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13. Messages

Elements within a GENESIS simulation communicate by a system of links called ``messages'', which allow one element to access the data fields of another element. Once the message link to or from an element have been established, the element is able to receive or send information each time its state is updated during the simulation.

Messages have no time delay and serve to unify a large number of elements into a single computational unit. They are used, for example, in detailed compartmental models of cells to link together membrane compartments and channels into a single electrical entity. The section on Synaptic Connections describes how messages are used for communication between neurons.

It is not feasible to summarize all of the GENESIS messages here, because the message name and parameters are specific to the object that receives the message. An element can send any message, and will not complain even if the message is not a valid GENESIS message. However, the destination element will check to see that it is a valid message name for that object and that it has the correct number of parameters. If the showobject command, or the documentation for an object is inadequate to explain what a given message really does, look at the MSGLOOP section of the source code for that object.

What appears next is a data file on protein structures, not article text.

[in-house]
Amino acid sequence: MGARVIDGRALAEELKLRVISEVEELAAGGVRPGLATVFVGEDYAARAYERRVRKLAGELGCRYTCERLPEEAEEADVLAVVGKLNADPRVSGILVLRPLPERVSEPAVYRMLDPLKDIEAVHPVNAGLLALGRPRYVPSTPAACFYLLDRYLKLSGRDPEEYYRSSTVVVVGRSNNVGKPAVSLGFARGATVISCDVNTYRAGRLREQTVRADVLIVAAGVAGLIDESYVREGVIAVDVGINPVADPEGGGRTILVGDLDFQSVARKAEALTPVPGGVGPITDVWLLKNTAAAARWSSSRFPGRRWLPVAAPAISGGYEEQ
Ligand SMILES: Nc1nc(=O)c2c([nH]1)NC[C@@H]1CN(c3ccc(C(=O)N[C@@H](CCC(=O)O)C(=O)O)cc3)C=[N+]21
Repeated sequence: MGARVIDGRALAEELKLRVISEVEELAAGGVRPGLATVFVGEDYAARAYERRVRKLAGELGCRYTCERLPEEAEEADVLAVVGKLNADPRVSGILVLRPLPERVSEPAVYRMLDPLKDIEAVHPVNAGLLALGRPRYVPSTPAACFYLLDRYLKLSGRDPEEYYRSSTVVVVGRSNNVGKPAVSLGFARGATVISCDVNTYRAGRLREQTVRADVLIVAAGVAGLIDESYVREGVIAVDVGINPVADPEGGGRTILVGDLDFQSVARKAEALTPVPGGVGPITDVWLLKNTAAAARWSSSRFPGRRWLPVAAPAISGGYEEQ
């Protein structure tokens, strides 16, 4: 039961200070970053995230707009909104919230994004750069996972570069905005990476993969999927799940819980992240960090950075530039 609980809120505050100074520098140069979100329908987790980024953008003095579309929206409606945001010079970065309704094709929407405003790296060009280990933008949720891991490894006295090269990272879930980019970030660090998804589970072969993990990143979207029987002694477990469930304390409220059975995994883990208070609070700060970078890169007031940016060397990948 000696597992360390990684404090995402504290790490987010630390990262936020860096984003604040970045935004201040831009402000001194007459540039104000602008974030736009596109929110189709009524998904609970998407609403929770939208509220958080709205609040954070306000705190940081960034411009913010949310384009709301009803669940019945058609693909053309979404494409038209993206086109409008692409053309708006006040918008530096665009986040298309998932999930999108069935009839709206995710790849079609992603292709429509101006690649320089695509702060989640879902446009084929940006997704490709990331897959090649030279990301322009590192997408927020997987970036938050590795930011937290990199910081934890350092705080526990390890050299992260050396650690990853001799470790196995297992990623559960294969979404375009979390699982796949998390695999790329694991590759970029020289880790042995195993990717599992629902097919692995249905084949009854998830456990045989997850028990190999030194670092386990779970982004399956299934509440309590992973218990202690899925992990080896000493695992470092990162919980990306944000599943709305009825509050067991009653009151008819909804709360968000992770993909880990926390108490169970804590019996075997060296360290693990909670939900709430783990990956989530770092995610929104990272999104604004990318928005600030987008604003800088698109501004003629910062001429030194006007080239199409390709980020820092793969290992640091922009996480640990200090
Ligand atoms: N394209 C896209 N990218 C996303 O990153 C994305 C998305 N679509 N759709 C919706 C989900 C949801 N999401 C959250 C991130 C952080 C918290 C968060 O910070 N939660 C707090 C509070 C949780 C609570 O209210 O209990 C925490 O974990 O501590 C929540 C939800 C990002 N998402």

The GENESIS routines used for establishing and working with messages include the following:

Routine Description
addmsg Establishes message links between two elements.
deletemsg Deletes a message link between two elements.
dd3dmsg Establishes message links between dendrodendritic synapses.
gen3dmsg Establishes message links between elements (identified in two
lists) that are within a certain range of each other.
getmsg Returns information about a message into or out of element.
resetfastmsgVariation of reset command for use with kinetics library.
showmsg Displays list of incoming and outgoing messages of an element.

For example, at each step of a simulation, one asymmetric compartment connected to another asymmetric compartment needs to send both its axial resistance Ra and its membrane potential as of the previous simulation step (previous_state) to the second compartment. This allows the second compartment to calculate the current entering from the first.

You establish such a message link using the addmsg command. In the following command the dendrite compartment is linked to the soma with a message of the type RAXIAL, and a message link is established whereby two value fields, Ra and previous_state, will be sent from the dendrite to the soma at each simulation step:

  addmsg /cell/dend /cell/soma RAXIAL Ra previous_state
This establishes the information flow from the dendrite to the soma. In the reverse direction, the dendrite needs to receive the value of the soma's previous membrane potential in order to update its own state (the dendrite already knows its own axial resistance to the soma, and so the message need not include information regarding axial resistance). This link can be set up as follows: